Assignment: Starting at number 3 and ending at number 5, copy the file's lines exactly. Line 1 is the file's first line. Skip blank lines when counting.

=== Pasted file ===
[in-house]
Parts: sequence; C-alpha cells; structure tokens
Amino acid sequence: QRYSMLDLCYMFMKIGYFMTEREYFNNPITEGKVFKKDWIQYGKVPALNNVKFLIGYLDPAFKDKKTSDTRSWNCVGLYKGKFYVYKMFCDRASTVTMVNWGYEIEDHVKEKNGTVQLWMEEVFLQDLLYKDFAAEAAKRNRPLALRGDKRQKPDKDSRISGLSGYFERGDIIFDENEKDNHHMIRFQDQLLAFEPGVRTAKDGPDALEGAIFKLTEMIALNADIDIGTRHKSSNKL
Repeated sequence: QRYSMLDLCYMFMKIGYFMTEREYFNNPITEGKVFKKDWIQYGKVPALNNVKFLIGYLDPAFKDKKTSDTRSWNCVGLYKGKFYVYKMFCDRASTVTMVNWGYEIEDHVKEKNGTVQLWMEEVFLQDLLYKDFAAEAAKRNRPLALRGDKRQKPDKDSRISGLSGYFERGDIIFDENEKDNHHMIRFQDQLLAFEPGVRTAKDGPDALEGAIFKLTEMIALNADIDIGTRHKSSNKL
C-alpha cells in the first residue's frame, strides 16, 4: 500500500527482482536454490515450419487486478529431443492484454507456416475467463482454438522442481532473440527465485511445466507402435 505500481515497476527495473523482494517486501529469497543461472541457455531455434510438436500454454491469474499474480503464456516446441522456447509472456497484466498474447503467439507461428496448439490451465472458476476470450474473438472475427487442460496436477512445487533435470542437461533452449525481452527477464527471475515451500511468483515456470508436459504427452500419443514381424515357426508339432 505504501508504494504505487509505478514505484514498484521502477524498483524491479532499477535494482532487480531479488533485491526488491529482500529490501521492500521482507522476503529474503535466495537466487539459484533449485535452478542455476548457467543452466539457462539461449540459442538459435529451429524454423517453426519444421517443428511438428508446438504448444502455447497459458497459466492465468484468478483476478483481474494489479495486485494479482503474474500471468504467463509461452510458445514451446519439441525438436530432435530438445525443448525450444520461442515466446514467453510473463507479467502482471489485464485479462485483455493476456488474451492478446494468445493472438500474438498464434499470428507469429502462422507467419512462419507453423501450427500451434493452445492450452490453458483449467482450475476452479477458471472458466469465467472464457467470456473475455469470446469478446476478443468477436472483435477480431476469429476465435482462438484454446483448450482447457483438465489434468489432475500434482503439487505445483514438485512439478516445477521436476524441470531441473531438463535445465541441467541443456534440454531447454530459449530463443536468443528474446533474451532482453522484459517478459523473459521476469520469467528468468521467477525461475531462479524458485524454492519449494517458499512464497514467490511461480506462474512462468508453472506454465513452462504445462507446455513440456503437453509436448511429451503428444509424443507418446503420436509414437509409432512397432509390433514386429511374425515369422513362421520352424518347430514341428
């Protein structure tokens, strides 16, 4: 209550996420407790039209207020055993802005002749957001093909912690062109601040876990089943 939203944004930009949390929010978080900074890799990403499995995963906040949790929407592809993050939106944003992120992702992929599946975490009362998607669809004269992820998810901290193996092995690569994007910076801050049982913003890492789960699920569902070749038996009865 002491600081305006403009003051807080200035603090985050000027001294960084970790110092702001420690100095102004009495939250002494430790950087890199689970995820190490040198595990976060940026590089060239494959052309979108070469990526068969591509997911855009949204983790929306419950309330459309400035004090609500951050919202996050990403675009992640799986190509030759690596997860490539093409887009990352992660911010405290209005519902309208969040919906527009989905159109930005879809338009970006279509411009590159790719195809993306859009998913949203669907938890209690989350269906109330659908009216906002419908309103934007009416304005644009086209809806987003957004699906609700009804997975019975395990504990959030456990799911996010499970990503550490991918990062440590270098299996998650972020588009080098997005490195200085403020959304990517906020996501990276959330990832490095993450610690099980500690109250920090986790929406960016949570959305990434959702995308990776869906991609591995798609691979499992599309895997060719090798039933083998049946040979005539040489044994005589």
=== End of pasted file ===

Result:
Amino acid sequence: QRYSMLDLCYMFMKIGYFMTEREYFNNPITEGKVFKKDWIQYGKVPALNNVKFLIGYLDPAFKDKKTSDTRSWNCVGLYKGKFYVYKMFCDRASTVTMVNWGYEIEDHVKEKNGTVQLWMEEVFLQDLLYKDFAAEAAKRNRPLALRGDKRQKPDKDSRISGLSGYFERGDIIFDENEKDNHHMIRFQDQLLAFEPGVRTAKDGPDALEGAIFKLTEMIALNADIDIGTRHKSSNKL
Repeated sequence: QRYSMLDLCYMFMKIGYFMTEREYFNNPITEGKVFKKDWIQYGKVPALNNVKFLIGYLDPAFKDKKTSDTRSWNCVGLYKGKFYVYKMFCDRASTVTMVNWGYEIEDHVKEKNGTVQLWMEEVFLQDLLYKDFAAEAAKRNRPLALRGDKRQKPDKDSRISGLSGYFERGDIIFDENEKDNHHMIRFQDQLLAFEPGVRTAKDGPDALEGAIFKLTEMIALNADIDIGTRHKSSNKL
C-alpha cells in the first residue's frame, strides 16, 4: 500500500527482482536454490515450419487486478529431443492484454507456416475467463482454438522442481532473440527465485511445466507402435 505500481515497476527495473523482494517486501529469497543461472541457455531455434510438436500454454491469474499474480503464456516446441522456447509472456497484466498474447503467439507461428496448439490451465472458476476470450474473438472475427487442460496436477512445487533435470542437461533452449525481452527477464527471475515451500511468483515456470508436459504427452500419443514381424515357426508339432 505504501508504494504505487509505478514505484514498484521502477524498483524491479532499477535494482532487480531479488533485491526488491529482500529490501521492500521482507522476503529474503535466495537466487539459484533449485535452478542455476548457467543452466539457462539461449540459442538459435529451429524454423517453426519444421517443428511438428508446438504448444502455447497459458497459466492465468484468478483476478483481474494489479495486485494479482503474474500471468504467463509461452510458445514451446519439441525438436530432435530438445525443448525450444520461442515466446514467453510473463507479467502482471489485464485479462485483455493476456488474451492478446494468445493472438500474438498464434499470428507469429502462422507467419512462419507453423501450427500451434493452445492450452490453458483449467482450475476452479477458471472458466469465467472464457467470456473475455469470446469478446476478443468477436472483435477480431476469429476465435482462438484454446483448450482447457483438465489434468489432475500434482503439487505445483514438485512439478516445477521436476524441470531441473531438463535445465541441467541443456534440454531447454530459449530463443536468443528474446533474451532482453522484459517478459523473459521476469520469467528468468521467477525461475531462479524458485524454492519449494517458499512464497514467490511461480506462474512462468508453472506454465513452462504445462507446455513440456503437453509436448511429451503428444509424443507418446503420436509414437509409432512397432509390433514386429511374425515369422513362421520352424518347430514341428